It’s Not Easy Being CIO – Plus the 7 Gov Stories

On GovLoop Insights’ DorobekINSIDER:

  • There is a pocket of space where the government and industry are working together – and doing it well. Seriously. This is not one of my (always very funny) jokes. Collaboration really is at work between federal employees and their industry counterparts. The great news? The partnerships are totally above board. We talk to two of the co-pilots in the Voyagers program.

You can find all of our programs online: DorobekINSIDER.com and GovLoop Insights at http://insights.govloop.com.

But up front: It’s not easy being a CIO

For chief information officers, in many ways these are the best of times -- and the worst of times. They are the best of times because technology is so integrated into everything that we do. Yet CIOs still struggle to get the visibility -- and, frankly, move beyond the manager of Blackberries to be the key executive leading and pushing technology throughout an organization.

I recently had the opportunity to moderate a panel looking at the evolution of the CIO for AFFIRM (the Association of Federal Information Resources Managers).

There was a general consensus that CIOs are still struggling to get that vaunted ‘seat at the table.’ And there was discussion about whether the position of CIO has lived up to the vision set out in the Clinger-Cohen Act nearly two decades ago. Paul Brubaker, Defense Department’s Director of Planning and Performance Management, Office of the Deputy Chief Management Office, who helped write the Clinger-Cohen Act when he was on then Sen. William Cohen’s (R-ME) staff, even brought the conference language around Clinger-Cohen Act. (Read it for yourself here, including Brubaker’s highlights.)

In part, it says:

The agency CIO is responsible for providing information and advice regarding information technology and information resources management to the head of the agency, and for ensuring that the management and acquisition of agency information technology is implemented consistent with the provisions of this law.

The role of the CIO is still evolving. It is impacted by culture of the organization, but also by structure of the organization. Often, agency CIOs are challenged to make change because the component CIOs have individual budget authority. And there was a consensus that for a CIO to be successful, there had to be a determination from the top that IT mattered -- and, by extension, the CIO mattered.

Yet CIOs are also getting things done. David Bray, the CIO of the Federal Communications Commission, described his role in two way: As a digital diplomat and as a human flack jacket. One role is as the diplomat representing technology throughout the organization, but also to protect those who chose to use technology to bring about change, as long as it is done in a strategic way.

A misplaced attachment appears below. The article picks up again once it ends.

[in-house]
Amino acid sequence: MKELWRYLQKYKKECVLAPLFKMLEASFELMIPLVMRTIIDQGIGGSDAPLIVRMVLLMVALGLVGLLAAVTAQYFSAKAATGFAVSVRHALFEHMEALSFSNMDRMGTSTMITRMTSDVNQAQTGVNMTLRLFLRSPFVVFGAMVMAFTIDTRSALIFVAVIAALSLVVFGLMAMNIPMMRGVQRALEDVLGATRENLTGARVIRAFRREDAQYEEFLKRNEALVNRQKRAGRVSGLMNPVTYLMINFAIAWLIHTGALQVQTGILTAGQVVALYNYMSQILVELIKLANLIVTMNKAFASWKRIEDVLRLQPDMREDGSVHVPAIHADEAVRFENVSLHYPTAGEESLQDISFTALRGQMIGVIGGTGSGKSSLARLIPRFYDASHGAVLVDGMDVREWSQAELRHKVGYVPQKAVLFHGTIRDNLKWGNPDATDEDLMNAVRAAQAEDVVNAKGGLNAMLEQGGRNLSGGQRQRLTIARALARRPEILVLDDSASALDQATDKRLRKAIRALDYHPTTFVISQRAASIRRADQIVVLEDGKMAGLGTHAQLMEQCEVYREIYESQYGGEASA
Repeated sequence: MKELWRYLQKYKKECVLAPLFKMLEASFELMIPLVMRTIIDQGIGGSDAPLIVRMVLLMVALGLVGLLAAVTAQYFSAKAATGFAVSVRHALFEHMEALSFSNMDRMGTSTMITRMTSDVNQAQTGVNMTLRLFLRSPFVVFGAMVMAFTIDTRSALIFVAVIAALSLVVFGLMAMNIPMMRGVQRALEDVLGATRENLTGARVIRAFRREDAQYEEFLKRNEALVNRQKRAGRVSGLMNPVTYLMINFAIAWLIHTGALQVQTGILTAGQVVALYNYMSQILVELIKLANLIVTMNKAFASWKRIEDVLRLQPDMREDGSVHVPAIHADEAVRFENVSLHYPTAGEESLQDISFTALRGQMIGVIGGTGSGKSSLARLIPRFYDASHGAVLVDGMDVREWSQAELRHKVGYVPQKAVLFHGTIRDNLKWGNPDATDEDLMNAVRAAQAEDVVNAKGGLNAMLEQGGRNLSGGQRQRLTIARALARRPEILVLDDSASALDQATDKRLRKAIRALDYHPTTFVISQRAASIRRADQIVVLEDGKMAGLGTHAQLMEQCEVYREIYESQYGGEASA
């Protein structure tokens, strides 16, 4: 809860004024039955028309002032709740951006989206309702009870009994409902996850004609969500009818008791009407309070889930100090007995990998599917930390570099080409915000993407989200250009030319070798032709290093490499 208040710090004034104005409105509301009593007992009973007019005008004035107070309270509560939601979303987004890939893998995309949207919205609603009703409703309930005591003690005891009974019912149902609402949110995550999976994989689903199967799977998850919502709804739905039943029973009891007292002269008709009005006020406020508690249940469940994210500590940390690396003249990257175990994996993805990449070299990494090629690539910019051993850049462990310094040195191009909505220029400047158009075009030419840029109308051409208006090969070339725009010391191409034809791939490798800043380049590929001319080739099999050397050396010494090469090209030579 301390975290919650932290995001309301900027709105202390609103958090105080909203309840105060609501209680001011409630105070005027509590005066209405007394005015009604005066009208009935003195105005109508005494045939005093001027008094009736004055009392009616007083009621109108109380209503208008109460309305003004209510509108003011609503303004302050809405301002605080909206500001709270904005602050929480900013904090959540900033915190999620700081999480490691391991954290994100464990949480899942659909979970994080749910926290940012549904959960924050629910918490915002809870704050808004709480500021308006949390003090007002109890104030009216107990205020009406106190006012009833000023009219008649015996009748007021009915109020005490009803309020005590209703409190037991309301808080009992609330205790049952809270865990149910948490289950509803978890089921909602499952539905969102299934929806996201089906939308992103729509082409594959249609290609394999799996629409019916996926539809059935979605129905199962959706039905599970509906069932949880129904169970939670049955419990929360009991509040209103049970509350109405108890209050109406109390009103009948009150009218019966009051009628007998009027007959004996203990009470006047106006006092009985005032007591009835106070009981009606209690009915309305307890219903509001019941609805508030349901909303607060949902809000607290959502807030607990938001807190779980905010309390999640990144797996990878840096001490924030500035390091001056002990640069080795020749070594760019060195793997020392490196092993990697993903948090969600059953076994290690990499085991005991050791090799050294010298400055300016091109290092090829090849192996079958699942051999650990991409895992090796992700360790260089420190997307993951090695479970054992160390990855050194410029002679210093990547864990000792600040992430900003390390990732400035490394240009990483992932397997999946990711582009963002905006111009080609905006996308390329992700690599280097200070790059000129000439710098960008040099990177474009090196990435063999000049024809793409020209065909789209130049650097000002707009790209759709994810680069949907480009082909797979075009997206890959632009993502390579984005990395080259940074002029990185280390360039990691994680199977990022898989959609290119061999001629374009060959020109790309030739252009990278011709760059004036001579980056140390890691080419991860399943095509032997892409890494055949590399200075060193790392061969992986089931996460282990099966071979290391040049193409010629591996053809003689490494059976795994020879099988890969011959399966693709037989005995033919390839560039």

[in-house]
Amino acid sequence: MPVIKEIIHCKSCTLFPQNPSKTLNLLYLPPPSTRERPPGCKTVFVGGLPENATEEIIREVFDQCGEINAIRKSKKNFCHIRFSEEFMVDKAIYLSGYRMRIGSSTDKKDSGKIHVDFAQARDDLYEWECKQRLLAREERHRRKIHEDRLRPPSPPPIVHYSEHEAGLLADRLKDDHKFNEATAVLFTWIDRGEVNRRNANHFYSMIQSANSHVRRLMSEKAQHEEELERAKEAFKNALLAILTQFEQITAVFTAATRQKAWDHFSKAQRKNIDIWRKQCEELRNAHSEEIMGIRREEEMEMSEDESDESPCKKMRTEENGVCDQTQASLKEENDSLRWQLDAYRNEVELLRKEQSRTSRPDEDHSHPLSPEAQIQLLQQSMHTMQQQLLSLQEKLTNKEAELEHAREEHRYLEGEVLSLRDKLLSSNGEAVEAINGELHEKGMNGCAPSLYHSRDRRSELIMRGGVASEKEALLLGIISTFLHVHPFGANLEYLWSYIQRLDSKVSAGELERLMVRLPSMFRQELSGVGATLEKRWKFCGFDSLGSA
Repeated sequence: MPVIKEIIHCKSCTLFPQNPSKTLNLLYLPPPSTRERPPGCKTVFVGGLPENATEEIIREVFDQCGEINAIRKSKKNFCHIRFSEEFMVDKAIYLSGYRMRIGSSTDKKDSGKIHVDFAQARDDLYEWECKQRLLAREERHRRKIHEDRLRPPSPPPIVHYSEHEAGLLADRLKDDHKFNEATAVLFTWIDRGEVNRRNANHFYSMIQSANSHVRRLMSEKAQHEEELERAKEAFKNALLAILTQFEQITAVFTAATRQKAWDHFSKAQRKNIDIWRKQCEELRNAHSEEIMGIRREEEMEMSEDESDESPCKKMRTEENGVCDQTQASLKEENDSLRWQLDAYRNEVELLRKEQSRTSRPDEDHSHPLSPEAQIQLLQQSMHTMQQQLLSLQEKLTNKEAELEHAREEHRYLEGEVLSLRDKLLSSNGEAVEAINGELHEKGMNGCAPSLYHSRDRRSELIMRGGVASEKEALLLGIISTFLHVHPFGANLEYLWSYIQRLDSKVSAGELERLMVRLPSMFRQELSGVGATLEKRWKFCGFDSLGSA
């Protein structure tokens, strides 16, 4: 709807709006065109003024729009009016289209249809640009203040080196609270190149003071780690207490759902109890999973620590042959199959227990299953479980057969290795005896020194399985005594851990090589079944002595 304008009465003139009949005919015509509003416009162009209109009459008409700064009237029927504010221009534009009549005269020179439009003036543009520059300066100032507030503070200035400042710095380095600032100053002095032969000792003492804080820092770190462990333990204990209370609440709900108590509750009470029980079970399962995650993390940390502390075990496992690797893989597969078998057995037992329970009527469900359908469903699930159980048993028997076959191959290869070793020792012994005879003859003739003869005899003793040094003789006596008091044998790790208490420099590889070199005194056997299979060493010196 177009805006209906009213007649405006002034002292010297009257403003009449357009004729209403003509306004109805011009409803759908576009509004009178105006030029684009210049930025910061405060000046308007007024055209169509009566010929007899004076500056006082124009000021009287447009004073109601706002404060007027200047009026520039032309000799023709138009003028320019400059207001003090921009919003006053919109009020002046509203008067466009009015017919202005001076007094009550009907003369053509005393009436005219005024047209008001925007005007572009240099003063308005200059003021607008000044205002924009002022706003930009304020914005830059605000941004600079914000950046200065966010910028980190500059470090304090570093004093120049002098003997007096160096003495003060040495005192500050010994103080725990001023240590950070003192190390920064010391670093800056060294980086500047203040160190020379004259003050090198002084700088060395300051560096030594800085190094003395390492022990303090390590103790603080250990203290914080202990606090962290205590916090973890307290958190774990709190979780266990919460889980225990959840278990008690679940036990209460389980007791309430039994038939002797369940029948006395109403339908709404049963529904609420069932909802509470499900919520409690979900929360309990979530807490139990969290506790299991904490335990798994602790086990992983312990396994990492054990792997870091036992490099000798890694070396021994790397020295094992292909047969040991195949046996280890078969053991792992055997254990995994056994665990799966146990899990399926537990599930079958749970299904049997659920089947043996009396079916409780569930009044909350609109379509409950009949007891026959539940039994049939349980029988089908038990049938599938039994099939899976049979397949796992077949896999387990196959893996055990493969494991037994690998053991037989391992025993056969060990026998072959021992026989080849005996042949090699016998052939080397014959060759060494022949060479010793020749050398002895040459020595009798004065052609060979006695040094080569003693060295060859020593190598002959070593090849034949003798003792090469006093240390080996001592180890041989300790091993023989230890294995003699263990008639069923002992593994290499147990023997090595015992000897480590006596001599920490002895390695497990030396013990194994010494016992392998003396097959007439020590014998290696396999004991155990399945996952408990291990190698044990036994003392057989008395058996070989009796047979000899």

Bray seems to have taken the Little Bets approach. One example is creating (with others, I might add) Fire Circle Creative Brainstorming Happy Hours, which are held regularly to bring together people who are interested in… well, thinking… innovating… learning. Simple… yet powerful.

Additional reading:

The SEVEN stories that impact your life

  1. GovExec: Budget Cuts Bring 11 Percent Decline in Contract Spending for 2013 - “The sequester, the winding down of the wars in Iraq and Afghanistan, and overall budget cuts produced an 11 percent decline in federal contract spending in fiscal 2013, according to the third annual Bloomberg federal industry leaders study released on Tuesday.”

  2. Washington Post: IRS Paid Bonuses to Tax-Delinquent Employees, report says - “The Treasury Inspector General for Tax Administration said the IRS between October 2010 and December 2012 doled out more than $2.8 million to about 2,800 workers with recent conduct issues. That included more than $1 million in cash awards for roughly 1,100 employees with federal tax-compliance problems, the report said.”

    1. Read the report: Treasury IG for Tax Administration report: The Awards Program Complied With Federal Regulations, but Some Employees With Tax and Conduct Issues Received Awards

    2. Related: GovExec: Budget and Personnel Cuts Have Hurt the IRS

    3. GAO report: Internal Revenue Service: Absorbing Budget Cuts Has Resulted in Significant Staffing  Declines and Uneven Performance [PDF]